History of California’s Three Strikes Law
In 1994, Californians voted overwhelmingly for Proposition 184 and enacted the “Three Strikes and You’re Out” law, which was later codified by Penal Code §667. The goal of the new law was to increase public safety and to reduce the crime rate by giving repeat offenders harsher sentences. In its original version the law required that the sentence for any felony committed by a defendant with one prior serious or violent felony conviction be doubled, and imposed a sentence of 25 years to life to any person for any felony, if the person had two prior convictions for serious or violent felonies.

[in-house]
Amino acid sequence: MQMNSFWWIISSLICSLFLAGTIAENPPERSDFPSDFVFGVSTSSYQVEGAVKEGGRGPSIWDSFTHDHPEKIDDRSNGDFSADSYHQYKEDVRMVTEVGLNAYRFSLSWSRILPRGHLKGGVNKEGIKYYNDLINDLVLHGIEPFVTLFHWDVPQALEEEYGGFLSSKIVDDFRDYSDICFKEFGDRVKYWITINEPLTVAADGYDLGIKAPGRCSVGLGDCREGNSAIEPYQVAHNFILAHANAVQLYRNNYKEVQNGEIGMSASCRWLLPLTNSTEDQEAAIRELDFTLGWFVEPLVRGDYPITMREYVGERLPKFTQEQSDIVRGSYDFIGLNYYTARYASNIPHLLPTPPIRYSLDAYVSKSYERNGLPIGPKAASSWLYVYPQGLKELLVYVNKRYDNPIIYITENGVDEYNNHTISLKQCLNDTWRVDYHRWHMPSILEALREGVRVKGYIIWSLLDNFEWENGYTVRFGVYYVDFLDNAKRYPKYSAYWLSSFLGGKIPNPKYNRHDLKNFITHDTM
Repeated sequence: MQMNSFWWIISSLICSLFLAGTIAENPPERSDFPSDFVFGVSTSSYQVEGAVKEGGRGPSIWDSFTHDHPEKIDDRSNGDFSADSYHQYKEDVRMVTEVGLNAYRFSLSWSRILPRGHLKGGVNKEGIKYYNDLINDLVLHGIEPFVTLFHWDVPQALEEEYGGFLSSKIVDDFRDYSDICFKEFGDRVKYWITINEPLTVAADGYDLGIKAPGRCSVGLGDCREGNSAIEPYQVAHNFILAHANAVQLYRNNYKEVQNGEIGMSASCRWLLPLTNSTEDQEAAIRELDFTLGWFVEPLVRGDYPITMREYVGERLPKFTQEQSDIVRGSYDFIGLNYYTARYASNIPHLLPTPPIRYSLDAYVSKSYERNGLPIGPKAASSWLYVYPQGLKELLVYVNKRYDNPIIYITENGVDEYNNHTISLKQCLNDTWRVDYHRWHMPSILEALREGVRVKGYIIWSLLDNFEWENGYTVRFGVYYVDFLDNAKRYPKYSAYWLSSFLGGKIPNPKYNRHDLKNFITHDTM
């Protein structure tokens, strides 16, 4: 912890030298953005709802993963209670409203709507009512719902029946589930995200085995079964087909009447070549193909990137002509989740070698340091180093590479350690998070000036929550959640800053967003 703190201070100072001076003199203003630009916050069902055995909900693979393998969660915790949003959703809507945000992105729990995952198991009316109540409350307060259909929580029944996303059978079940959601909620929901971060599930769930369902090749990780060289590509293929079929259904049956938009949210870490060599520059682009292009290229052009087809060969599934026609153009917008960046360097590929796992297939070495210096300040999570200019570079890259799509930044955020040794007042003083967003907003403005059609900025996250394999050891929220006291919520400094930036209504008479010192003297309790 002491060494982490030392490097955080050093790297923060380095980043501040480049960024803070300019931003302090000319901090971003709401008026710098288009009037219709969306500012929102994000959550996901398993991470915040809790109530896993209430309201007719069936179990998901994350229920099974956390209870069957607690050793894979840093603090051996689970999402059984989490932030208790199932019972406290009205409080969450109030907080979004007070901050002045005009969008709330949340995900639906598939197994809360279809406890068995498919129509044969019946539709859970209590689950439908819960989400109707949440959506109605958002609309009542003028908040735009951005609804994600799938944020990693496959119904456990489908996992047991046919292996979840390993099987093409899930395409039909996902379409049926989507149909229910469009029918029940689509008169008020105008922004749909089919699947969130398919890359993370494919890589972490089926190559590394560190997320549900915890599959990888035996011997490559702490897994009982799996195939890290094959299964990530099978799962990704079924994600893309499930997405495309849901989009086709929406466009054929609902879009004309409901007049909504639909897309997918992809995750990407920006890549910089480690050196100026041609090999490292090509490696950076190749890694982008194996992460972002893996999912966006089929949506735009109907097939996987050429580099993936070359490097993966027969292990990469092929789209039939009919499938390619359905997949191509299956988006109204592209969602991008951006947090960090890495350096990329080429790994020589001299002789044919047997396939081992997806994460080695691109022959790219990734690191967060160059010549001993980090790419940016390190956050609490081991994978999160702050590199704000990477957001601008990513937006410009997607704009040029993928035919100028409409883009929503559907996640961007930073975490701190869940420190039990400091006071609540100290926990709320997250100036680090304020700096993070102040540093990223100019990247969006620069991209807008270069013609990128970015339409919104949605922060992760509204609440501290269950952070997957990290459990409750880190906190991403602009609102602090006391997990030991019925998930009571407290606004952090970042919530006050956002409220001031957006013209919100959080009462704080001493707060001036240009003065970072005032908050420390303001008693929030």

In the years since its inception, the Three Strikes law has had a devastating effect on thousands of defendants. The law has led to mass incarceration and has disproportionately affected people of color, as well as the mentally ill and physically disabled defendants. Moreover, while the financial cost to the taxpayers has been exorbitant, research has shown that the extreme sentences have had little to no effect on the reduction of crime rates.